Above: Thomas Leech (left) and James Bourland prep the Vandercook. Photographs by Allison Pharmakis.

Thomas Leech stands at the belly of a 65-year-old Vandercook letterpress, a hand-operated, half-ton beast of a machine that’s about the size of a James Bond–era sports car. The director of the Palace Press at the New Mexico History Museum, in Santa Fe, Leech might as well be Yoda, with his round eyeglasses and Zenlike demeanor—and he is about to conjure magic. Metal grippers anchor a sheet of paper to a heavy-impression cylinder as he turns a crank on the machine, unleashing first a set of inked rollers across a square of metal type, then the paper, the mechanical glissade finishing with a satisfying clank.

Gently, he pulls away the paper, revealing a poet’s words embedded with a whisper. “Whenever we print for kids here,” he says, “they have this aha moment. One moment this isn’t there, and then it is.”

That piece of slow-ink printing represents centuries-old technology still practiced with painstaking precision. Leech takes days, sometimes weeks, to meticulously set the type, boost the height of letters that have worn thin, and add hair’s-width spaces with blank pieces of lead. He spends weeks, sometimes months, finding just the right kind of paper, even crafting it himself. He invests months, sometimes years, in mulling over ways to bring someone else’s words to life via letterpress.

This year, the Palace Press hits its 50th year of book-arts craftsmanship, with plans for long-awaited publications and an unprecedented bounty of tools to carry them out. Surrounding Leech in this long, narrow, adobe-walled space that once served as stables for the Palace of the Governors are 11 antique presses—or maybe 15; he’s sort of lost count—along with 500 cases of wood and metal type, more than 5,000 wood, linoleum, copper, and zinc engravings, inkpots, paper cutters, saddle clippers, sewing frames, and tools for decorating leather bookbindings. In one corner, he’s re-created the print studio of famed Santa Fe–based artist Gustave Baumann, with the ca. 1900 press, powdered inks, and tools once used by the master in his backyard studio off Old Santa Fe Trail. The joint is one part museum exhibit, one part working press. Among the DIY makers of cheese, beer, and even salad greens who have achieved artisanal small-batch status, Leech and the Palace Press have become stars in a national letterpress renaissance that claims satellites throughout New Mexico.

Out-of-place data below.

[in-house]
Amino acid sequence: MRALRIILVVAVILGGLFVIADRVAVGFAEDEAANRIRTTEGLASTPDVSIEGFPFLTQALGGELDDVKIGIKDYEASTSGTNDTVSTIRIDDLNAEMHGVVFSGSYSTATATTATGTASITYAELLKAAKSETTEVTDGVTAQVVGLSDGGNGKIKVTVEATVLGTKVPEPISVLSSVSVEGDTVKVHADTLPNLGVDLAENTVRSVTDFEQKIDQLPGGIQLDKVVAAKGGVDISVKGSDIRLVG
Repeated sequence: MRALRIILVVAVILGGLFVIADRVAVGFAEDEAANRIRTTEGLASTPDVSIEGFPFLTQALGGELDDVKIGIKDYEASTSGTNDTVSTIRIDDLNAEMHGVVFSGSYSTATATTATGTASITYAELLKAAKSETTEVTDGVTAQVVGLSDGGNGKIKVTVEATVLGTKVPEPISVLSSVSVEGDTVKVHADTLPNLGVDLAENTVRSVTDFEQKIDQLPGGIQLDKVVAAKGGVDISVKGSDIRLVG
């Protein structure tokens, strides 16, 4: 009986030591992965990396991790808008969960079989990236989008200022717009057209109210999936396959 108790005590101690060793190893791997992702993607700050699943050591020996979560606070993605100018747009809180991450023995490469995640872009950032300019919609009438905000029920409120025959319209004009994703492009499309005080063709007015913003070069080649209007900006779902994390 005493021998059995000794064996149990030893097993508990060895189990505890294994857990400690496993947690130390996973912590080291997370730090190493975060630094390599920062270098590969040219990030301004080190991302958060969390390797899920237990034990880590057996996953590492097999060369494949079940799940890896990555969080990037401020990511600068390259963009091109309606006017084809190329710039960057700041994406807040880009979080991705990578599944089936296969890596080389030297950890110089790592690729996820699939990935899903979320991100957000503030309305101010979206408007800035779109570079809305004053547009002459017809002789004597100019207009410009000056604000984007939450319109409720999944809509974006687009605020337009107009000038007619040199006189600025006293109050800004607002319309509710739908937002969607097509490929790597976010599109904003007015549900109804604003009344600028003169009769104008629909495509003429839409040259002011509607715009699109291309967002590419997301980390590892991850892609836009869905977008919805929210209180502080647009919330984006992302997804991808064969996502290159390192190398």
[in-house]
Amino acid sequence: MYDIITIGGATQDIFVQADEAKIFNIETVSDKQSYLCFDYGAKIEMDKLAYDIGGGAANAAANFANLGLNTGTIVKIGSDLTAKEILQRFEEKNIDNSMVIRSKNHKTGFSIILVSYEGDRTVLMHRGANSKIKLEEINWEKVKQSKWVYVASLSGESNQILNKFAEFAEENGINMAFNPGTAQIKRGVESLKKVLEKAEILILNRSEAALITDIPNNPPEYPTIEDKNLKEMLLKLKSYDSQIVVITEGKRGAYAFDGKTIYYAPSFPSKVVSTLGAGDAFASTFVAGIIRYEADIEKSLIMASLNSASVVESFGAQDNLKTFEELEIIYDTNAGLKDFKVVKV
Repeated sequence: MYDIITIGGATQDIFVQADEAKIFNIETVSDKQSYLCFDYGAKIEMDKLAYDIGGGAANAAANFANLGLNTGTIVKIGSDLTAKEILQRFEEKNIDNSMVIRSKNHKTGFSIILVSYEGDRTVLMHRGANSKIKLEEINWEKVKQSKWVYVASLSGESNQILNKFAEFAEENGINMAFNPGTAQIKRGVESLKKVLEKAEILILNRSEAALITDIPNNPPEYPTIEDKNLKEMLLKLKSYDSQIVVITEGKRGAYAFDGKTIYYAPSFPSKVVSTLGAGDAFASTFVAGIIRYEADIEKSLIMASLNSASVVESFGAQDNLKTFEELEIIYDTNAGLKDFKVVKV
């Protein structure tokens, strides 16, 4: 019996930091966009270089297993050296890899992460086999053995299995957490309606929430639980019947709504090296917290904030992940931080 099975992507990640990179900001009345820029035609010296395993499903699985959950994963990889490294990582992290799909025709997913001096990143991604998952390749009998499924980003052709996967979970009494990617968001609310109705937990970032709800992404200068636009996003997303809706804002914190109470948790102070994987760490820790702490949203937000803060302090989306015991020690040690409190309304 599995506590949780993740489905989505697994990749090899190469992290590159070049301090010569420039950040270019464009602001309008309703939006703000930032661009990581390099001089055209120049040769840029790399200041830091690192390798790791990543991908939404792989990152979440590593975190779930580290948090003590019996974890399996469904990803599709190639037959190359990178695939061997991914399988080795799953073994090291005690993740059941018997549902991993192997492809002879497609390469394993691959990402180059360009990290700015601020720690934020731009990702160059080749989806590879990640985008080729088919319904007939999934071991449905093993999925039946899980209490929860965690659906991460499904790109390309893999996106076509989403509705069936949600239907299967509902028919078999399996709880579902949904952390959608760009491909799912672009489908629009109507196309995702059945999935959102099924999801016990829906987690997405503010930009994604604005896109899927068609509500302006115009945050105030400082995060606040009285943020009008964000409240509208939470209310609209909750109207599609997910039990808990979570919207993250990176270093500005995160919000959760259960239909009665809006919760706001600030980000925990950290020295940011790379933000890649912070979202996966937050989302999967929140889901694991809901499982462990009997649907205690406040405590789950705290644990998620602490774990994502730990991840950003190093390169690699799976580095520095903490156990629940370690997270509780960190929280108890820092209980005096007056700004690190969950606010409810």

Up close to with the Vandercook Press.

Above: Fonts are ready for printing on the Vandercook press.

Power & Light Press, in Silver City, inks up sassy NSFW greeting cards with an all-female press crew and an annual Print Fiesta where a steamroller stamps giant prints. In a renovated brick-and-adobe hardware store in tiny Magdalena, Laurie Taylor Gregg and Glenn Bigelow’s Village Press Print Studio combines letterpress with fine-art lithography and a coffee shop dubbed “Es-press-o.” At Madrid’s Wildland Press, Blossom Merz prints custom orders using inks he made from pulverized rocks gathered on nearby hikes. In Santa Fe, a variety of makers have latched on to heavyweight, hand-powered machines to produce wedding announcements, political posters, and one-of-a-kind cards.

“It’s a very attractive art form,” Leech says. “But it takes a lifetime to learn this stuff. There’s a yin-yang between paper and print. You see more paper than print, so even that makes a comment. The printer’s job is to be subtly expressive, to support the message and enhance the mood. The beauty comes from the sensitive handling of the materials. It’s how it feels in your hand, the sound of it, even the smell. It’s sensual.”

Despite those positives, Leech regularly dissuades people from taking up a craft that has grown into a craze. “It’s like adopting a teenager: There are problems that come with it. And you have to be using it. Printing is a verb. If you’re not using it, it’s an 800-pound dust catcher.”